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Picture Piece: Grucci Fireworks

Mushroom clouds and fireworks - the ferocious beauty of explosions

Early one evening in the 1950s a massive explosion blew out 86 windows from homes and businesses in a small town on Long Island, New York. According to a local paper, one man suffered a heart attack, one woman was hurt when a chandelier fell on her, two women fainted and ten dogs went berserk.

The blast was a simulated mini-atomic bomb - similar to the one pictured - that had been detonated nearby as part of a staged civil defence alert. The man behind these mimicries of deadly force, local fireworks expert Felix Grucci, had been making such matériel on contract for the Defense Department since 1950, in response to the military's desire for an imitation bomb that could be used for training purposes. He fulfilled his first order with a device that was dropped from a plane, creating a giant fireball and the requisite mushroom cloud, which rose to 1,500 feet. Since then the Grucci family has grown into one of the premier fireworks companies in the world. It also continues to build fake munitions for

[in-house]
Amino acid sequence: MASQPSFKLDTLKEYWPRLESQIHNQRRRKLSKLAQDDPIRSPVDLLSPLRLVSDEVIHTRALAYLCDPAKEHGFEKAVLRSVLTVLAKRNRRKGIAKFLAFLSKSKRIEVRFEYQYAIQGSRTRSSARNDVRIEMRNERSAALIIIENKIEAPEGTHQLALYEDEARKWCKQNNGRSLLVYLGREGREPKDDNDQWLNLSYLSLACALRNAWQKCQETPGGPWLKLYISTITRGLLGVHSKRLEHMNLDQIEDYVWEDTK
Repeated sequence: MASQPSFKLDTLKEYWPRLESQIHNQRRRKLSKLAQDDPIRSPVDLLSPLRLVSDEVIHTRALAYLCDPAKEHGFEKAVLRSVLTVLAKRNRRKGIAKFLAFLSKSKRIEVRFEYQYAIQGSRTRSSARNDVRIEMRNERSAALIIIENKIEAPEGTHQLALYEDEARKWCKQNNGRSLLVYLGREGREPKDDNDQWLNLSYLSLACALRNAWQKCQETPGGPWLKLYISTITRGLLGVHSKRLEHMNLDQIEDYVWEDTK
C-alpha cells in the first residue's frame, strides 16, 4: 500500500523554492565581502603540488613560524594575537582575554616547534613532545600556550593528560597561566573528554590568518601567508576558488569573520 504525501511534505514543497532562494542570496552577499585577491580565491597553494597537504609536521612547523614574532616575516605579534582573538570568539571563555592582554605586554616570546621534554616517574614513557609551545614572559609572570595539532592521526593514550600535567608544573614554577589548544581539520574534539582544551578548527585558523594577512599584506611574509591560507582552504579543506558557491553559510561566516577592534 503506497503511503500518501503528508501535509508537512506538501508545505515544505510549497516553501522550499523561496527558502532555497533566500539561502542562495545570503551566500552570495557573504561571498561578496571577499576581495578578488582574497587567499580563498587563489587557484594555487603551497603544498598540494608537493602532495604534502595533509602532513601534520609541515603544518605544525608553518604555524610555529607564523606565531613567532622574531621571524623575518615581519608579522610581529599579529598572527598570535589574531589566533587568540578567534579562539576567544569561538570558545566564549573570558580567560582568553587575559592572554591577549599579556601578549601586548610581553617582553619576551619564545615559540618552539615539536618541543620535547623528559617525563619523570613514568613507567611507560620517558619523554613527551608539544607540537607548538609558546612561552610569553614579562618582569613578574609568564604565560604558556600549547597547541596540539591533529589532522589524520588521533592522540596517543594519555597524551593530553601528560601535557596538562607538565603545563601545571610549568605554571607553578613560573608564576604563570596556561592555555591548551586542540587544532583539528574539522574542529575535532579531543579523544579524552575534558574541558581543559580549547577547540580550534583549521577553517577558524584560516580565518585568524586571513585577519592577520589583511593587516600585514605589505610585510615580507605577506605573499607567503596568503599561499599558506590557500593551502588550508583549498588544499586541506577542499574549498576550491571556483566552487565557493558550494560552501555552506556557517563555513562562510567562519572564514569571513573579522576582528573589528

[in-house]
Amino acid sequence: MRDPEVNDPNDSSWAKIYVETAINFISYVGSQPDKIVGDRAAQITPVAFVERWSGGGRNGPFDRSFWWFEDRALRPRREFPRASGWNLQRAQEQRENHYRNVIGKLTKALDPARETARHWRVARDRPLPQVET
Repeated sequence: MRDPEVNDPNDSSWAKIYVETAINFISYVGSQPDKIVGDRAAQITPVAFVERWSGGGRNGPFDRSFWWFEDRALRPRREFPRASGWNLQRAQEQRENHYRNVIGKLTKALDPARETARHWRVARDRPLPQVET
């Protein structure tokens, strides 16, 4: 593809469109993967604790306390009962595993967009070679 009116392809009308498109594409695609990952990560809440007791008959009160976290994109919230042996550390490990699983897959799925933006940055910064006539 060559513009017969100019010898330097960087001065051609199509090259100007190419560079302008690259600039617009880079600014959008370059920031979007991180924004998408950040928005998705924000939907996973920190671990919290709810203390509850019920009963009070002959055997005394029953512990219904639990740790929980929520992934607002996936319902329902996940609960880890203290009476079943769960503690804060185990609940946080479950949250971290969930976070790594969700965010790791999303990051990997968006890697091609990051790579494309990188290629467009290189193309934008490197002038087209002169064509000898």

military use.

In this combination of pyrotechnic theatricalities the iconic specificity of Grucci's mushroom cloud effect stands out against the loose visual grammar of most firework shows. At their most evocative, fireworks are capable of suggesting flowers or pin-wheels. They delight primarily by their very abstraction, but also by their concussive reports, which remind us of the violent recipe that has been alchemically transformed into these allegories of loveliness. The television footage of the Baghdad bombings, filled with formless and brightly coloured illuminations that looked so familiar (and so celebratory), allowed one momentarily to forget the ferocity behind this kind of beauty. Obscured beneath those delicate, glittering tendrils and glowing boughs, gunpowder was fulfilling its first, and rather non-theatrical, potential with a terrible specificity.

Issue 80

First published in Issue 80

Jan - Feb 2004
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